A few weeks ago a friend brought me an old subwoofer that was discarded as broken – a JAMO SUB-660, which is an 600W sub for home cinema with integrated amping. The sub receives pretty good reviews, so I set out to try and fix it. I have worked on quite a few power amps until now, but as fully switched designs like this rarely fail, it is always a challenge when they do.
These are just some short notes I took while inspecting an aged Sony TA-F220 amp some days ago. I have seen several of these over the last years, pretty decent amp with a nice sound. They all have some regular aging flaws in common, though.
So…it’s been a while. Somehow I thought, I’d have finished the CNC writeup by now, as well as my plans for continuing work on my plasma-bar meter project. Things turned out different.
I got into my Bachelor’s thesis after completing the preceding seminars, which kept me busy since june ’13. The topic is centered around signal power based speech DOA estimation using directional microphones, very interesting stuff from the domain of signals processing. I had a very interesting time learning lots of new things, and somehow I also wanted to get hands-on with the matter since attending several advanced DSP courses during the last two terms.
While working on the thesis, I realized that microphone array systems are really nice things to have to play around with. I decided to make my own, which I did in my free time in parallel to the thesis. Let me at least show some pictures as long as I still don’t get around to working on other stuff.
A few technical details follow below.
I picked up some unusual plasma displays from ebay some weeks ago, which I have been searching for quite some time now. The picture above shows an illuminated Burroughs PBG-12201 plasma bargraph display. They are pretty hard to get by now, and if available, prices are a real shocker. Some shops in the US that carry them ask for 230 USD and some even more. Sometimes they appear on ebay for about 50 USD, but you have to be real quick to get some. Best chances are with surplus stores that sell off leftover production stocks or disassembled devices that originally contained such tubes. A few very retro and very popular mixing consoles for audio applications used them as main VU meters (eg. made by Lexicon), as well as some current professional grade standalone meters (eg. RTW, one of those is where I first saw such a display and was absolutely fascinated by the deep orange hue). As they eventually get old and start flickering or burning in if not properly cared for, spare parts have become rare, and since Vishay – the most recent producer of these displays – has discontinued the product line in early 2012, I would expect the market to dry up even more.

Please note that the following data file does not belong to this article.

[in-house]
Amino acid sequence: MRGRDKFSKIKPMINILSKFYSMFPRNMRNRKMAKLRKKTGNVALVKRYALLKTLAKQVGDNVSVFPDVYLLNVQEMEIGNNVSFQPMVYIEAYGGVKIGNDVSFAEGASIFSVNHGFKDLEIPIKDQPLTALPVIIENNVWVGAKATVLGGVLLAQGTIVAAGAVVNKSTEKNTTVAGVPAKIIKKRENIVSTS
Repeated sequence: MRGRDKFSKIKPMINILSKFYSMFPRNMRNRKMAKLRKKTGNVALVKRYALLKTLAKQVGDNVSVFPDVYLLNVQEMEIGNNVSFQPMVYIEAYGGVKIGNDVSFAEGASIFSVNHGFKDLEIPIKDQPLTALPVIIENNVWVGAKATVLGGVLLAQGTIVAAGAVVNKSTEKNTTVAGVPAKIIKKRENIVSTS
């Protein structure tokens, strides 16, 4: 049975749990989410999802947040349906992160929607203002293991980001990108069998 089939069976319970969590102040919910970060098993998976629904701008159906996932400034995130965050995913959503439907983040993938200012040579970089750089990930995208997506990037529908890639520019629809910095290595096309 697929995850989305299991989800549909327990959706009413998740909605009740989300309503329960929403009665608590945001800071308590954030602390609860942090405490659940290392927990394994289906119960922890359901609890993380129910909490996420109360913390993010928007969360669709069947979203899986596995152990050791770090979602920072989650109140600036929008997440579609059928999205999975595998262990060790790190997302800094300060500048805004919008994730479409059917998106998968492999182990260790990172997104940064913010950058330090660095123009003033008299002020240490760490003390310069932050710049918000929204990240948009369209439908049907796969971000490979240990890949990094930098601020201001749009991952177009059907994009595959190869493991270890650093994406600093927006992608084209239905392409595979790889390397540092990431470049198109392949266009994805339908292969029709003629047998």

Mine were obviously scavenged from some kind of device by a Hungarian ebay seller, he offered some 10+ pieces of the PBG-12201 type display for 8 Euros each – a real steal! I just couldn’t resist and got myself three of them, together with matching sockets. Thinking back, I don’t get why I ordered three instead of four…oh well, it’s done. The tubes show some signs of wear, like glass chipped off around the edges and burn marks on the cathode traces, but they all work fine. Continue reading
Here go the measurements. I use RMAA 5.5 free to do these.
All measurements were taken off an 5R6 load resistor. The maximum output power reached at 1 kHz sine into 5.6 ohms was 2.49 Weff resp. 4.97 Wpk, which is right on the money. Soft-clipping occurs right above that. I am not yet satisfied with the rise above 20 kHz, which I suspect to originate from a missing bypass cap in parallel to the feedback resistor. The cap short-circuits the feedback resistor at high frequencies to prevent oscillation (which currently occurs at 30-50 kHz when the volume isn’t turned all the way to the max).